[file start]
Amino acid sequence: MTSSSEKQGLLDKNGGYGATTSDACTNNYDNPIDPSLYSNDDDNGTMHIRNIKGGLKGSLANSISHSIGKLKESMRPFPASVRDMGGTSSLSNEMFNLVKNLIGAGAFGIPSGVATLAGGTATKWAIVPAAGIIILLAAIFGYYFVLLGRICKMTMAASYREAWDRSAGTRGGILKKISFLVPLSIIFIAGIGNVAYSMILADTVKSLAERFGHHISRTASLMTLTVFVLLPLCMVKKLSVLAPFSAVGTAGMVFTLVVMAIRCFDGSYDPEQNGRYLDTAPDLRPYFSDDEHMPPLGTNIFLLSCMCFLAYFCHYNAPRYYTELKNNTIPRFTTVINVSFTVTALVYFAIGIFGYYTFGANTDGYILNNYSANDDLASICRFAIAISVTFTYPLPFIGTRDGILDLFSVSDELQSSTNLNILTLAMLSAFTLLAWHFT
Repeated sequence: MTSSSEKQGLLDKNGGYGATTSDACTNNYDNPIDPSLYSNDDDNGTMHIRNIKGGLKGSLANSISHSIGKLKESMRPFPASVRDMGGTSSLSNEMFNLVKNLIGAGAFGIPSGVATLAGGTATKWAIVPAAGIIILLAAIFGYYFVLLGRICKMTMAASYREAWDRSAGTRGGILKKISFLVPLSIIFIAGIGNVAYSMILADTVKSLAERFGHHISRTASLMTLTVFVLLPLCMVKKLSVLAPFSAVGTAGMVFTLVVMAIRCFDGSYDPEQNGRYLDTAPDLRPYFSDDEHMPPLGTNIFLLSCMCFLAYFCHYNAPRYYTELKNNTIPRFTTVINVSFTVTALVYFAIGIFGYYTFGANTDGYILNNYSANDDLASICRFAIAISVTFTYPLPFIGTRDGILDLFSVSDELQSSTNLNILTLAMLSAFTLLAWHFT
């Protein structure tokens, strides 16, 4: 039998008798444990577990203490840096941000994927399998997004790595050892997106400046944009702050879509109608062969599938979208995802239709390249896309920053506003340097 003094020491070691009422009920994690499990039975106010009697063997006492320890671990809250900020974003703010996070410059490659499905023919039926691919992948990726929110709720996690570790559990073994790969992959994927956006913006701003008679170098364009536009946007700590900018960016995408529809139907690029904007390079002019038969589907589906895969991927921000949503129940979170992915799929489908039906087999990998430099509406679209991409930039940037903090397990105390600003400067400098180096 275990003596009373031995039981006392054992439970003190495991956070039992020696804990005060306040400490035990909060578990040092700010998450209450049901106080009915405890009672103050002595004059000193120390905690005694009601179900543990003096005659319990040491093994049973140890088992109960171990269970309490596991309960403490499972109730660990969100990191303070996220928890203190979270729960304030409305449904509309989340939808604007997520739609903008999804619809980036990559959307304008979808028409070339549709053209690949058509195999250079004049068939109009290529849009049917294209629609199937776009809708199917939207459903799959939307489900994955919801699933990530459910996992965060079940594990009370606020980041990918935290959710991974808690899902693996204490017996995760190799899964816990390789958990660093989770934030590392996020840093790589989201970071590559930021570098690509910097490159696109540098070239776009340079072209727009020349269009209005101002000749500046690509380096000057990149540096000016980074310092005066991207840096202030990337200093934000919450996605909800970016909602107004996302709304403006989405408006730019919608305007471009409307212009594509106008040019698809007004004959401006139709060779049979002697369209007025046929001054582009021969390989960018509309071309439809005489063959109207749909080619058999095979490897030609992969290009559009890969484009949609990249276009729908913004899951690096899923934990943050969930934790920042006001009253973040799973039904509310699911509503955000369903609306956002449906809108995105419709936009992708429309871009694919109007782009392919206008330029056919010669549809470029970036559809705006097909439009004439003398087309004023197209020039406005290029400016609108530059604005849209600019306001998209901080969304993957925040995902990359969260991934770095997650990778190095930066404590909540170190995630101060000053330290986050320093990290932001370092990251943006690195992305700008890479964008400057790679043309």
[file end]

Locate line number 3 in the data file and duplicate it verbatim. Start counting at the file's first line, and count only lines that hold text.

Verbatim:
């Protein structure tokens, strides 16, 4: 039998008798444990577990203490840096941000994927399998997004790595050892997106400046944009702050879509109608062969599938979208995802239709390249896309920053506003340097 003094020491070691009422009920994690499990039975106010009697063997006492320890671990809250900020974003703010996070410059490659499905023919039926691919992948990726929110709720996690570790559990073994790969992959994927956006913006701003008679170098364009536009946007700590900018960016995408529809139907690029904007390079002019038969589907589906895969991927921000949503129940979170992915799929489908039906087999990998430099509406679209991409930039940037903090397990105390600003400067400098180096 275990003596009373031995039981006392054992439970003190495991956070039992020696804990005060306040400490035990909060578990040092700010998450209450049901106080009915405890009672103050002595004059000193120390905690005694009601179900543990003096005659319990040491093994049973140890088992109960171990269970309490596991309960403490499972109730660990969100990191303070996220928890203190979270729960304030409305449904509309989340939808604007997520739609903008999804619809980036990559959307304008979808028409070339549709053209690949058509195999250079004049068939109009290529849009049917294209629609199937776009809708199917939207459903799959939307489900994955919801699933990530459910996992965060079940594990009370606020980041990918935290959710991974808690899902693996204490017996995760190799899964816990390789958990660093989770934030590392996020840093790589989201970071590559930021570098690509910097490159696109540098070239776009340079072209727009020349269009209005101002000749500046690509380096000057990149540096000016980074310092005066991207840096202030990337200093934000919450996605909800970016909602107004996302709304403006989405408006730019919608305007471009409307212009594509106008040019698809007004004959401006139709060779049979002697369209007025046929001054582009021969390989960018509309071309439809005489063959109207749909080619058999095979490897030609992969290009559009890969484009949609990249276009729908913004899951690096899923934990943050969930934790920042006001009253973040799973039904509310699911509503955000369903609306956002449906809108995105419709936009992708429309871009694919109007782009392919206008330029056919010669549809470029970036559809705006097909439009004439003398087309004023197209020039406005290029400016609108530059604005849209600019306001998209901080969304993957925040995902990359969260991934770095997650990778190095930066404590909540170190995630101060000053330290986050320093990290932001370092990251943006690195992305700008890479964008400057790679043309």